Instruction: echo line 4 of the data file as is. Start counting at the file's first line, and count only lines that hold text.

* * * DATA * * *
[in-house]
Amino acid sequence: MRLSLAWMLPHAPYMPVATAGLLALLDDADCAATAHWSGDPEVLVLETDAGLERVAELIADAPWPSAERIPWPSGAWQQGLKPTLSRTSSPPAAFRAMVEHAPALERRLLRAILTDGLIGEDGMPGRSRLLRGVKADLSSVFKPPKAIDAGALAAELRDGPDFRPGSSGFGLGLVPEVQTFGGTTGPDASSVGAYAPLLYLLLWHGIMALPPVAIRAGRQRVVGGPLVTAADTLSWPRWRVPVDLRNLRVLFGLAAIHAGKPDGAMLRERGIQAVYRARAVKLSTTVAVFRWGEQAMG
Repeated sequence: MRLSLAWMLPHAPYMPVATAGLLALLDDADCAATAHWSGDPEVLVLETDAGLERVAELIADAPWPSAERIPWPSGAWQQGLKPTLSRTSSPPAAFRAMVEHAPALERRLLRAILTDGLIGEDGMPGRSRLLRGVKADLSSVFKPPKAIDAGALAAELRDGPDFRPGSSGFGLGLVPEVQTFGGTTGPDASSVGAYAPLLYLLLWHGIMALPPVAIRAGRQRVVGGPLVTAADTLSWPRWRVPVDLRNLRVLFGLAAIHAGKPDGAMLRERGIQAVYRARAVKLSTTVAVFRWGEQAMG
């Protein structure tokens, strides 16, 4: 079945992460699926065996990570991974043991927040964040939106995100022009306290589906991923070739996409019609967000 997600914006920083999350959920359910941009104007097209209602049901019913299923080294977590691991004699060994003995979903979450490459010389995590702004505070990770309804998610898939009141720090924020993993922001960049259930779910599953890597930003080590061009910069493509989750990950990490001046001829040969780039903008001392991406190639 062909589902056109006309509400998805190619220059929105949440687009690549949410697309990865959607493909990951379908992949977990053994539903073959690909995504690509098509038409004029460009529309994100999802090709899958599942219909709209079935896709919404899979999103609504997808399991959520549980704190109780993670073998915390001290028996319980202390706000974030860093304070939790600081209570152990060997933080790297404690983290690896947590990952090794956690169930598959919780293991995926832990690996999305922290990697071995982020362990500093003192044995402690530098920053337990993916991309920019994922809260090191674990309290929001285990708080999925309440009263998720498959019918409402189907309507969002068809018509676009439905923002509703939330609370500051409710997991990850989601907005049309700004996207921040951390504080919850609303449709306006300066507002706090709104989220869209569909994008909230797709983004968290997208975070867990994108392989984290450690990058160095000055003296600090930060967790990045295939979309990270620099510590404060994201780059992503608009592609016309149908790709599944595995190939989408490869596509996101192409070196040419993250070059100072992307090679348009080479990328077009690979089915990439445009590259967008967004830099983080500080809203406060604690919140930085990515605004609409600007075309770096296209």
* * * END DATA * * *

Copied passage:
């Protein structure tokens, strides 16, 4: 079945992460699926065996990570991974043991927040964040939106995100022009306290589906991923070739996409019609967000 997600914006920083999350959920359910941009104007097209209602049901019913299923080294977590691991004699060994003995979903979450490459010389995590702004505070990770309804998610898939009141720090924020993993922001960049259930779910599953890597930003080590061009910069493509989750990950990490001046001829040969780039903008001392991406190639 062909589902056109006309509400998805190619220059929105949440687009690549949410697309990865959607493909990951379908992949977990053994539903073959690909995504690509098509038409004029460009529309994100999802090709899958599942219909709209079935896709919404899979999103609504997808399991959520549980704190109780993670073998915390001290028996319980202390706000974030860093304070939790600081209570152990060997933080790297404690983290690896947590990952090794956690169930598959919780293991995926832990690996999305922290990697071995982020362990500093003192044995402690530098920053337990993916991309920019994922809260090191674990309290929001285990708080999925309440009263998720498959019918409402189907309507969002068809018509676009439905923002509703939330609370500051409710997991990850989601907005049309700004996207921040951390504080919850609303449709306006300066507002706090709104989220869209569909994008909230797709983004968290997208975070867990994108392989984290450690990058160095000055003296600090930060967790990045295939979309990270620099510590404060994201780059992503608009592609016309149908790709599944595995190939989408490869596509996101192409070196040419993250070059100072992307090679348009080479990328077009690979089915990439445009590259967008967004830099983080500080809203406060604690919140930085990515605004609409600007075309770096296209």